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Assessment of the appropriateness of antibiotic prescriptions in Lesotho public hospitals: a novel methodology based on principles of antibiotic prescribing

Matthias Adorka, Honoré Kabwebwe Mitonga, Martie Lubbe, Jan Serfontein, Kirk Allen
  • Matthias Adorka
    School of Pharmacy, University of Namibia, Windhoek, Namibia | madorka@yahoo.com
  • Honoré Kabwebwe Mitonga
    Department of Community Medicine, University of Namibia, Windhoek, Namibia
  • Martie Lubbe
    Medicine Usage in South Africa, School of Pharmacy, North-West University, Potchefstroom, South Africa
  • Jan Serfontein
    Medicine Usage in South Africa, School of Pharmacy, North-West University, Potchefstroom, South Africa
  • Kirk Allen
    Medical and Pharmaceutical Biotechnology Unit, Research Center in Technology and Design Assistance of Jalisco State (CIATEJ), Guadalajara, Mexico

Abstract

The study primarily aimed at assessing the appropriateness of antibiotic prescriptions in a section of public health institutions in Lesotho using an assessment tool formulated from principles of antibiotic prescribing. Relevant data on procedures of infection diagnosis and prescribed antibiotics were collected from both inpatient and outpatient case reports for a onemonth period in five public hospitals in Lesotho. These were analyzed for the appropriateness of the prescribed antibiotics. Prescription appropriateness assessment was based on conformities of prescribed antibiotics to criteria developed from pertinent principles of antibiotic prescribing. Assessed prescriptions, 307 inpatient and 865 outpatient prescriptions in total, were classified into categories of appropriateness based on extents to which they satisfied conditions defined by combinations of criteria in the assessment tool. Antibiotic prescriptions from inpatient and outpatient departments of study site hospitals were categorized into groups of different degrees of appropriateness. A total of 32.2% inpatient prescriptions and 78.4% outpatient prescriptions assessed were appropriately written for the empiric treatment of infections for which bacterial pathogens were considered absolute or possible etiologies. The use of prescription assessment tools based on principles of antibiotic prescribing is a feasible option of assessing the appropriateness of antibiotic prescriptions, particularly in low-income countries where expert panels cannot be formed.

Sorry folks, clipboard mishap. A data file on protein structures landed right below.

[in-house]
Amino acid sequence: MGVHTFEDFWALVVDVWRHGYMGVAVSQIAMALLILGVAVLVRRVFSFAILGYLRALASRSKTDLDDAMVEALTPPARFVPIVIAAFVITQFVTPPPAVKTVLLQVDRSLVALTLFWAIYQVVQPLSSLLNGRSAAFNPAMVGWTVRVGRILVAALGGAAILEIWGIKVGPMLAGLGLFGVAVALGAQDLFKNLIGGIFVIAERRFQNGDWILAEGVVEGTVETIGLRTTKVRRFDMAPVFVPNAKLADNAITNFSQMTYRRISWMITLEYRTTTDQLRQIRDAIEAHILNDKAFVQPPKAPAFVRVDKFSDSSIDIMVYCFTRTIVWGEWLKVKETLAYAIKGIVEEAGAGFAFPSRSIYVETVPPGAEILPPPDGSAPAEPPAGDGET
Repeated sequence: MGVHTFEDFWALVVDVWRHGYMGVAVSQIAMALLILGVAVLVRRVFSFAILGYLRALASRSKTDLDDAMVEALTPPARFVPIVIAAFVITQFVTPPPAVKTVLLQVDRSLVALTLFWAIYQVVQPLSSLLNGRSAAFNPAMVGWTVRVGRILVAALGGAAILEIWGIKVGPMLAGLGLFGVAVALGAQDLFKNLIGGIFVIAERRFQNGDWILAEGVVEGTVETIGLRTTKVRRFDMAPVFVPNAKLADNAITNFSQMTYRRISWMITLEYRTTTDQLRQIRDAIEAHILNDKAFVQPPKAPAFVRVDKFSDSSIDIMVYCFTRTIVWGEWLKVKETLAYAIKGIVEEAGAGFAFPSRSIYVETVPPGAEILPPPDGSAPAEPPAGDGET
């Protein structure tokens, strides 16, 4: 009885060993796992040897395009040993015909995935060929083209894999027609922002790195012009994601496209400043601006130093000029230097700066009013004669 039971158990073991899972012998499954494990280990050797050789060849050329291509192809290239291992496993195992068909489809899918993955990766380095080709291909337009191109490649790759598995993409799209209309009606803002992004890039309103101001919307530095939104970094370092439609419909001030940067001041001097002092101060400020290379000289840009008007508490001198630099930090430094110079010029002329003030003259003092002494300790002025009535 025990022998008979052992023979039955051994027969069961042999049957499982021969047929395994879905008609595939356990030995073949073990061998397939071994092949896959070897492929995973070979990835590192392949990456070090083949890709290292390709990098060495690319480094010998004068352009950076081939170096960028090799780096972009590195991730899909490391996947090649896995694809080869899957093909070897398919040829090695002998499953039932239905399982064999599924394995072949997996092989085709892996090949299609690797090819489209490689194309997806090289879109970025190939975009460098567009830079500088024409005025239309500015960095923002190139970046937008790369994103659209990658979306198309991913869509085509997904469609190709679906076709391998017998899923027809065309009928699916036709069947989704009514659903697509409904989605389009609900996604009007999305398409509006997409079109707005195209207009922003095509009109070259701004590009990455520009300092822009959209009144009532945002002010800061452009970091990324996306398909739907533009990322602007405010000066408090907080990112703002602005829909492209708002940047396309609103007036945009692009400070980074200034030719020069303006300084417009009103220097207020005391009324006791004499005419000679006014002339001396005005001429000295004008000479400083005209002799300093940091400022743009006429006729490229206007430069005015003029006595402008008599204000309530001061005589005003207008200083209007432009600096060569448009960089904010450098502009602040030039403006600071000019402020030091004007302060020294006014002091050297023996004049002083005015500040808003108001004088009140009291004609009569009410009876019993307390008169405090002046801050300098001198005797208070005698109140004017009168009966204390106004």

Keywords

antibiotic prescriptions, appropriateness, alternative method, bacterial etiologies, Lesotho.

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Submitted: 2013-06-28 12:49:55
Published: 2014-05-13 12:44:09
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Copyright (c) 2014 Matthias Adorka, Honoré Kabwebwe Mitonga, Martie Lubbe, Jan Serfontein, Kirk Allen

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